But not the sort of pub crawl with which we were introduced to our fellow freshers at Uni, wherein we were tied by the leg to another two people and sent on our way to extreme drunkenness and groping. No, this was a whole lot more sober than that. Well, I am getting on a bit these days.
Oxford has a lot of pubs. A lot. It also has a lot of people who enjoy its many pubs, but I’ll cop to being quite picky. Standing in a noisy, crowded bar, vainly trying to shout conversation at your companion is the epitome of a grim night out as far as I’m concerned. Still, at the outset I hadn’t quite realised that my colleague was equally demanding, or how difficult it can be to find a pub that affords somewhere to sit, a low enough level of decibels for conversation; and, as time gets on, decent food too. And for once, it wasn’t just me being high maintenance.
Pubs that didn’t make the cut:
- The Eagle & Child – too busy
- Lamb & Flag – probably too busy but also too far away on the other side of St Giles
- The Turf – this took some finding, and eventually we had to ask directions of a couple of helpful undergraduates. Inevitably, we had walked past it about 10 minutes earlier, so had to retrace our steps. And then it was too busy (but mentally bookmarked for summer).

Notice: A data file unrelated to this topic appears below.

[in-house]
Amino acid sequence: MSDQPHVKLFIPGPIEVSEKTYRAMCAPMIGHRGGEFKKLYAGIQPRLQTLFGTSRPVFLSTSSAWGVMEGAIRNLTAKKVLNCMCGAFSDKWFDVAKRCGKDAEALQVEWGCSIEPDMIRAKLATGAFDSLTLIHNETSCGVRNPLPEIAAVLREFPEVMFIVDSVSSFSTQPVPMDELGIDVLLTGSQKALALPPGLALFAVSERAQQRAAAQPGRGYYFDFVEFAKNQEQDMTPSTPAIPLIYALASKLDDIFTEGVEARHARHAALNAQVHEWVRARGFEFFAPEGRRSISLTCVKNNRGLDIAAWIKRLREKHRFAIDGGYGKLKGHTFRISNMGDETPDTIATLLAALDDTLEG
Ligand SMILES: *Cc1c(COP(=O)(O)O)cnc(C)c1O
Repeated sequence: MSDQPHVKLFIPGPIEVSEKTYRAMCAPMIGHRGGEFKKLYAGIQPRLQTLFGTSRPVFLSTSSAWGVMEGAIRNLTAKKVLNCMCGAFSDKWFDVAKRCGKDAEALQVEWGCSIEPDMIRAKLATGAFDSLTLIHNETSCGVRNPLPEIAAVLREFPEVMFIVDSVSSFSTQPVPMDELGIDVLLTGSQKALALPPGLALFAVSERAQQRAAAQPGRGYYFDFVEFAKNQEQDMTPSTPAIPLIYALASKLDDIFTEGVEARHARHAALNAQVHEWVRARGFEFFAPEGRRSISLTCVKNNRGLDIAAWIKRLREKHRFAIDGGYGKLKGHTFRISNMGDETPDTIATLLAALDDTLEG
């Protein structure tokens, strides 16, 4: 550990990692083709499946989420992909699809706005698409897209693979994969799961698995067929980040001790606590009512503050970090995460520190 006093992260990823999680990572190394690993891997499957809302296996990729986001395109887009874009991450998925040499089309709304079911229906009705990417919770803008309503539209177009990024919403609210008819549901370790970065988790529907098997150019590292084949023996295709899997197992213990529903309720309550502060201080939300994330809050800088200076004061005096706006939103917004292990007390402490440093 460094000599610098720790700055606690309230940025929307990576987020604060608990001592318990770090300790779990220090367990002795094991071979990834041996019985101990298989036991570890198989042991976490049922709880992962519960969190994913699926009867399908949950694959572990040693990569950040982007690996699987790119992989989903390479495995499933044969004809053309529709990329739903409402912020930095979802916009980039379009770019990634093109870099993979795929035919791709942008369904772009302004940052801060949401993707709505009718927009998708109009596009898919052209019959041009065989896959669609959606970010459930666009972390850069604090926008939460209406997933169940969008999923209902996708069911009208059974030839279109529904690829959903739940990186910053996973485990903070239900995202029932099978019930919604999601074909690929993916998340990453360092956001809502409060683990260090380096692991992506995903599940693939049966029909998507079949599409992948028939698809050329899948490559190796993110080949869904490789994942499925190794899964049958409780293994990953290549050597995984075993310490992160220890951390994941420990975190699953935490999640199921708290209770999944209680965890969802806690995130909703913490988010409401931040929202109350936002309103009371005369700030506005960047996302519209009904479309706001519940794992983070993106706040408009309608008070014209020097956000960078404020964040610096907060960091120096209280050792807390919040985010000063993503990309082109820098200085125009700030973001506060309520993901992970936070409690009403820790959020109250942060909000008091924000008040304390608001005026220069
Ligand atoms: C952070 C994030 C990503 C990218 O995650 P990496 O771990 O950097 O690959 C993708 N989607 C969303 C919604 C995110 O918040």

- The Mitre – never been in it but it always looks grim
- The Chequers – grim
- The Living Room – alright, I suppose. So not good enough.
- The Duke’s Cut – half too busy, half reserved
- The Jam Factory – packed
- The Honeypot – completely, alarmingly empty
By this point we had pretty much run out of options that didn’t involve travel. And so, finally, it was off to The Perch at Binsey, a bit of a gamble because it required a cab ride and if it hadn’t worked out, we’d have been stuck. Fortunately, The Perch was perfect: good wine, good food and an impossibly French bartender/owner who could not have been more accommodating. Sometimes, being a stroppy bitch uncompromising really works out. There was one final treat in store too, because the taxi booked to take us back to civilisation didn’t turn up. I wouldn’t have chosen to walk, but looking up unsteadily into a blue velvet sky that was pinpricked with starlight reminded me that sometimes you should let chance choose for you.